JIS News

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  • Minister of Education, Hon. Rev. Ronald Thwaites, has renewed his call for more philanthropic groups and individuals to contribute to the continued growth and development of the country's education sector.
  • He noted that while the Government spends $80 billion annually or 30 per cent of the recurrent budget on education, "that is not enough; we need much more money, also more commitment."
  • The Education Minister was addressing the official opening of 'The Douglas Orane Auditorium' on the grounds of the Wolmer's Boys School in Kingston on Friday (October 2).

Minister of Education, Hon. Rev. Ronald Thwaites, has renewed his call for more philanthropic groups and individuals to contribute to the continued growth and development of the country’s education sector.

He noted that while the Government spends $80 billion annually or 30 per cent of the recurrent budget on education, “that is not enough; we need much more money, also more commitment, more mentors, more guidance for all of our students, particularly in the face of weak social fabric and inadequate family structures.”

The Education Minister was addressing the official opening of ‘The Douglas Orane Auditorium’ on the grounds of the Wolmer’s Boys School in Kingston on Friday (October 2).

He noted that alumni groups are well positioned to initiate this philanthropic wave, and commended those who have played their part in advancing educational opportunities in the country.

“Nothing is going to work in Jamaica, unless we produce sound educational outcomes, not just for a few, but for everyone,” he said, noting that there is a place in high school for every Jamaican child.

The new state of-the-art auditorium, which bears the name of the outstanding Jamaican and Wolmer’s past student, was built at a cost of  $171 million, through support from the local and international alumni communities, parents, corporate Jamaica, trustees, and friends of Wolmer’s.

It will serve the needs of the Wolmer’s Schools, including Wolmer’s Girls and Wolmer’s Preparatory. Its opening marks the culmination of activities for Wolmer’s  285th  anniversary in 2014.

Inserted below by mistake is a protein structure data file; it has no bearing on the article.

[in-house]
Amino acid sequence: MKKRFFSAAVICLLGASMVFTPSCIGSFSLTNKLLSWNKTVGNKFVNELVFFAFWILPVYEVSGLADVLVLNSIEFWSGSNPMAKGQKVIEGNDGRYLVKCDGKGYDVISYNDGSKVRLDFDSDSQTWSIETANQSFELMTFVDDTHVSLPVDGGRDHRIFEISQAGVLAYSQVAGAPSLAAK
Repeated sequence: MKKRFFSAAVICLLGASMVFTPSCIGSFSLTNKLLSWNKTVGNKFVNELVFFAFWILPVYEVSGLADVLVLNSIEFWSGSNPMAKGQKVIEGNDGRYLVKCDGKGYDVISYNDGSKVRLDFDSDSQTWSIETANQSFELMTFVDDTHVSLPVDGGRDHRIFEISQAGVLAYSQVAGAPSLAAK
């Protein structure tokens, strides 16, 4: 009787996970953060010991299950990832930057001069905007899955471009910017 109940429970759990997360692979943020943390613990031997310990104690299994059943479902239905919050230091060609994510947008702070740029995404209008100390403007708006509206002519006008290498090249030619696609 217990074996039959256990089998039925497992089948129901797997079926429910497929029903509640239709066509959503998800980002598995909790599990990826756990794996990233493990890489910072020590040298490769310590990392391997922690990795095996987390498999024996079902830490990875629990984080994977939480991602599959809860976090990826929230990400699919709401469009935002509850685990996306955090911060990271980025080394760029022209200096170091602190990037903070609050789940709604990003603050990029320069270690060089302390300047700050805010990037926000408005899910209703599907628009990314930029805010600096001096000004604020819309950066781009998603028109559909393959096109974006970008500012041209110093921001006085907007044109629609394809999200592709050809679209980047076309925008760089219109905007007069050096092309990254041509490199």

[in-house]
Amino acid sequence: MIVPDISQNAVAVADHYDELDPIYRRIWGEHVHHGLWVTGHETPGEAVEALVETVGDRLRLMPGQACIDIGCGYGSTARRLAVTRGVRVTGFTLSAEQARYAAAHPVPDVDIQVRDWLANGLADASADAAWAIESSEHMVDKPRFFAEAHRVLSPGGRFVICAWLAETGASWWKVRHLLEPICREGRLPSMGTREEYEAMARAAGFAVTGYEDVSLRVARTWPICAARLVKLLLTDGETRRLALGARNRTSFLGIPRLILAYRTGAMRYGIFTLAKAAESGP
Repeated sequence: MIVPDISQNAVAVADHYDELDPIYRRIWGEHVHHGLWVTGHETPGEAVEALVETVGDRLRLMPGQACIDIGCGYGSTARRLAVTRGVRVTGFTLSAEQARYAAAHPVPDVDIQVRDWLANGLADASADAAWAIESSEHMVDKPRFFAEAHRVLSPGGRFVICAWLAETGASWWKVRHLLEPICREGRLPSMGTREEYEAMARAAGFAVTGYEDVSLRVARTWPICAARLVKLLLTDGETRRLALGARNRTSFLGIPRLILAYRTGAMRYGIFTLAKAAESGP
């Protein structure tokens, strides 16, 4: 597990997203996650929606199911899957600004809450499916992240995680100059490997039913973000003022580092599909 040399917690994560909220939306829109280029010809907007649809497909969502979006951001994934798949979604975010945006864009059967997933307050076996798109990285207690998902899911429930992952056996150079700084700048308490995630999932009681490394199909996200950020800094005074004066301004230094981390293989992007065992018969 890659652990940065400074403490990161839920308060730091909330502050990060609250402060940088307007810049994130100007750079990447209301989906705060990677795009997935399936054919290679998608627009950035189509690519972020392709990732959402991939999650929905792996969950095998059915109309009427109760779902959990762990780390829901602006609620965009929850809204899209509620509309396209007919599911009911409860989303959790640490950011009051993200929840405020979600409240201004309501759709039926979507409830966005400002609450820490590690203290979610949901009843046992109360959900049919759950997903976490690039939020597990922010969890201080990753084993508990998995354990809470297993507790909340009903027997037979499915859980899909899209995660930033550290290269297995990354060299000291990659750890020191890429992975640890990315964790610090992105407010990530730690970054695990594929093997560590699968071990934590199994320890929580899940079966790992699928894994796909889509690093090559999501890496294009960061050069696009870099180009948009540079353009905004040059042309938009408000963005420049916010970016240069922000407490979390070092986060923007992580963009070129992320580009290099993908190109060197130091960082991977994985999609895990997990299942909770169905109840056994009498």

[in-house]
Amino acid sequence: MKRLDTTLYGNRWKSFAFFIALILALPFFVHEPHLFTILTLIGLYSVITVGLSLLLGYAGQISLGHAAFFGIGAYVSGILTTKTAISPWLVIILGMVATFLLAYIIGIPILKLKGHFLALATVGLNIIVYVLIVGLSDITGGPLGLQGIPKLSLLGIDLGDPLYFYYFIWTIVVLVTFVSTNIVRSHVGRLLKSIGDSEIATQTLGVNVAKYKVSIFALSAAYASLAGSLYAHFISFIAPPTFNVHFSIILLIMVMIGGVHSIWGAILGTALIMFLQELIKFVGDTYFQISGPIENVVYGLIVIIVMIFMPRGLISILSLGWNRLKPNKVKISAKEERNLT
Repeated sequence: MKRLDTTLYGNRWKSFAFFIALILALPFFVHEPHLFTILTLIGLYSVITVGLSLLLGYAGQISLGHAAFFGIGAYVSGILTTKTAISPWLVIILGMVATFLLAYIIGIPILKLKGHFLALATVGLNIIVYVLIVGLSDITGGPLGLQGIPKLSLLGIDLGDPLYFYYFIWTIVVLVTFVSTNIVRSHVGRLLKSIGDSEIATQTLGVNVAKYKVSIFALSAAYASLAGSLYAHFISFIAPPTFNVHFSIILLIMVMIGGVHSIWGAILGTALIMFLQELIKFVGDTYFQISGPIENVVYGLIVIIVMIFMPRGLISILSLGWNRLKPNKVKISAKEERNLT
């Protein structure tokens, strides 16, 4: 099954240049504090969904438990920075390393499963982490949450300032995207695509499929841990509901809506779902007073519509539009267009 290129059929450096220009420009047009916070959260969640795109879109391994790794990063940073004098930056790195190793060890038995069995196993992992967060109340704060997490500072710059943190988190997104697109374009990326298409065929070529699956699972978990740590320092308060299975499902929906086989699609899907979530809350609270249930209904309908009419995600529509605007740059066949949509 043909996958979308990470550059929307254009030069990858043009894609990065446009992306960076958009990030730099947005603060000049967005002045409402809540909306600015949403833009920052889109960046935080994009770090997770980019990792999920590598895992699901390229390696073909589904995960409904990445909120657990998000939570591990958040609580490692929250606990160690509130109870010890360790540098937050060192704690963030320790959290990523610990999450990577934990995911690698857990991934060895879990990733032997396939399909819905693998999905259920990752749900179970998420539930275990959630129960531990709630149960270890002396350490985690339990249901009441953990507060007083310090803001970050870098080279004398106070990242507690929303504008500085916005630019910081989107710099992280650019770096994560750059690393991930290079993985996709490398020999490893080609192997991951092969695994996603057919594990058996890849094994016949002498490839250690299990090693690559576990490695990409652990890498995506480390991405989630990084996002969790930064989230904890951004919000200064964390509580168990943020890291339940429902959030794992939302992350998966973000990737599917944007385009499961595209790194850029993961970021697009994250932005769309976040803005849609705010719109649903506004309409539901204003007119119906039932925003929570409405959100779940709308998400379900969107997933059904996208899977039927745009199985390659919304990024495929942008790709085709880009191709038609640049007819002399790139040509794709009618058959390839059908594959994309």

Mr. Orane, who is Chair of the Wolmer’s Trust Infrastructure Committee, informed that over 1, 000 groups and individuals donated to the cause.

“It amazes me how, when we as Jamaicans get together, we can achieve anything we set our minds to,” he said, adding that he stands ready to share how such support can be mobilised for the development of other schools in the island.

Mr. Orane noted that the school has been without an auditorium for 24 years, and it is fulfilling to see the joy on the faces of the students at the opening of the facility.

He informed that over $11 million more is needed to complete outstanding works in and around the building.

During the ceremony, 16 persons were inducted into the Wolmer’s hall of fame, 14 of whom were posthumously recognised, and included headmasters and headmistresses of the Wolmer’s Schools as well as distinguished alumni.

These are: the Most Hon. Sir Florizel Glasspole, Sir John Mordecai, Amy Jacques Garvey, Sir Herbert MacDonald, Leila James Tomblinson, Ludlow Moody, Miriam Whylie Speid, May Jeffrey-Smith, Mary Cowper, Reginald Murray, Kate Howson, William Cowper, Maud Barrows, and the Reverend Ebenezer Reid.

The ‘living legends’ are: the Most Hon. Edward Seaga, and Sybil Francis.

The auditorium is large enough to hold up to 2, 300 people standing and 1,800 people sitting. The building is designed to be used not only for daily assembly but also for graduations, theatrical performances, and meetings.

It boasts two large seminar rooms, which can accommodate up to 60 people and will be used for teaching purposes, workshops, interactive discussion fora, meetings of teachers and other groups, and will also be available for rental.

Importantly, the auditorium is a green building. Rainwater harvested from the roof is stored in a 13,000-gallon underground tank, and used for irrigation purposes and flushing of toilets.  Solar panels, installed on the south facing roof, are expected to generate enough electricity to meet one third of the school’s energy needs.